As a vineyard owner, wine merchant and writer with more than 25 years of experience in the industry, Walter uses his bevy of knowledge to tell a well-written and researched literature about Champagne.
Working with some of the world’s finest artisans, across Europe, Australia and New Zealand, his obsession has lead him to write for publications like The World of Fine Wine, eventually leading him to the creation of his own ode to bubbly.
Living in Melbourne, he set out to let the truth rise to the top of the glass about Champagne myths. Theories he dispels include that if the bubbles are bigger, they’re better.
“Bigger isn’t always better — well, when it comes to Champagne bubbles anyway. When you’re enjoying a glass of Champagne and notice streams of tiny bubbles rising to the surface, that’s a good sign!” said Walter.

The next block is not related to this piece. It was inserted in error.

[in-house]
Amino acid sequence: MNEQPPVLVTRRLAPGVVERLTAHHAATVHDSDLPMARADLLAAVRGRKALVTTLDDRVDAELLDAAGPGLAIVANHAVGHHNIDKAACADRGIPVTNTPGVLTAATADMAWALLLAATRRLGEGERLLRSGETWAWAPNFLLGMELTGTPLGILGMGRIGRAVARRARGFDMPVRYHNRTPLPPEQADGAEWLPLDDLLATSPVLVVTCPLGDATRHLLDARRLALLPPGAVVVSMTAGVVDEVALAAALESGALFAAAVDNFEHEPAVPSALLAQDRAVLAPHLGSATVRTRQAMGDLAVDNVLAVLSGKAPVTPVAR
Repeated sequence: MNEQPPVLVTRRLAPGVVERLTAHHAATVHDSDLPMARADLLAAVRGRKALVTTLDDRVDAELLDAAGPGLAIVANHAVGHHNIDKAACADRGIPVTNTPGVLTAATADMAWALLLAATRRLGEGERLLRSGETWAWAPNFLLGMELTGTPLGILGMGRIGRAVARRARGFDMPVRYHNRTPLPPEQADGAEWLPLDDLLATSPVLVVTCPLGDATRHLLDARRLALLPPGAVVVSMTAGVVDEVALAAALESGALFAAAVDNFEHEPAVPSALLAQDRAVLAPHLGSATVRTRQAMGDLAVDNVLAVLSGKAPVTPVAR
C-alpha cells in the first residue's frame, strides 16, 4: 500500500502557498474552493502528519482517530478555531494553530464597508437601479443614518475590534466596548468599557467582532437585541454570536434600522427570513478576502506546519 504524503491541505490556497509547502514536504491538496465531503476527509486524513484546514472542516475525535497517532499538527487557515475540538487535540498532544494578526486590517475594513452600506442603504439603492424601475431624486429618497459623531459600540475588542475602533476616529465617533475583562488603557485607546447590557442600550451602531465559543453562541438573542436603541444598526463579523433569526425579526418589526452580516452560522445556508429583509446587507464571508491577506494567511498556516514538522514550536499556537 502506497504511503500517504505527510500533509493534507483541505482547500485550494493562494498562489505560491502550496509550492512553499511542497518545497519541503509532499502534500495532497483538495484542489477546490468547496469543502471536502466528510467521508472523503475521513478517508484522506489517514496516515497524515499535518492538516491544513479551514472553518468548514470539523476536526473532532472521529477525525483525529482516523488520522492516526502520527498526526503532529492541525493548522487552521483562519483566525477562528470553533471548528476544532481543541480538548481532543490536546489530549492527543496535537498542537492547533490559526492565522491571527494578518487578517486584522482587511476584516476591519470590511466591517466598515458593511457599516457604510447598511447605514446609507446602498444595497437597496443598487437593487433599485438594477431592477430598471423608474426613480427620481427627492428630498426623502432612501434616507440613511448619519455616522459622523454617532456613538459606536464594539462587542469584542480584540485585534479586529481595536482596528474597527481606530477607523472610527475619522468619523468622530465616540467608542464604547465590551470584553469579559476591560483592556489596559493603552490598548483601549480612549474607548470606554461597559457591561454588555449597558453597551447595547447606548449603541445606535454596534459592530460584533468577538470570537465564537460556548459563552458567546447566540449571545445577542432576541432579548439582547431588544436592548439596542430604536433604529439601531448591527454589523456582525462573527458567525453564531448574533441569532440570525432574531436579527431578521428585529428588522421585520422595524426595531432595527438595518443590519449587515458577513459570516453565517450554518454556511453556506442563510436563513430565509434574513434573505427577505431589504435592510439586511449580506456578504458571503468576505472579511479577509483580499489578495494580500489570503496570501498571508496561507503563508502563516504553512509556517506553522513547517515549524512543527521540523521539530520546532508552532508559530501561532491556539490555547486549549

“Smaller bubbles means more bubbles per glass collecting and carrying the flavour to the surface.
“This results in a heightened and more complex aromatic experience for your senses.”
Or about how the colder the wine, the better it is to taste.
“Busted: Chilled, yes, but hold the ice bucket. Serving a quality Champagne too cold mutes both the flavour and aroma, two of the most delightful aspects of any luxury Champagne.”
And finally, about what to drink Champagne out of. Only flutes, right? Walter says different.
“Although flutes do retain the bubbles better than a coupe, the narrow opening concentrates the levels of CO2 in Champagne, forcing out an ultra-explosion of bubbles that ultimately distort the taste and aroma.
“Get the most oomph (both in terms of bubbles and flavour) out of a high-end Champagne by serving it in a classic wine glass.”
Embellished with a gold foil cover and flaps, Champagne: A Secret History is the must-have guide for bubbly connoisseurs this festive season.
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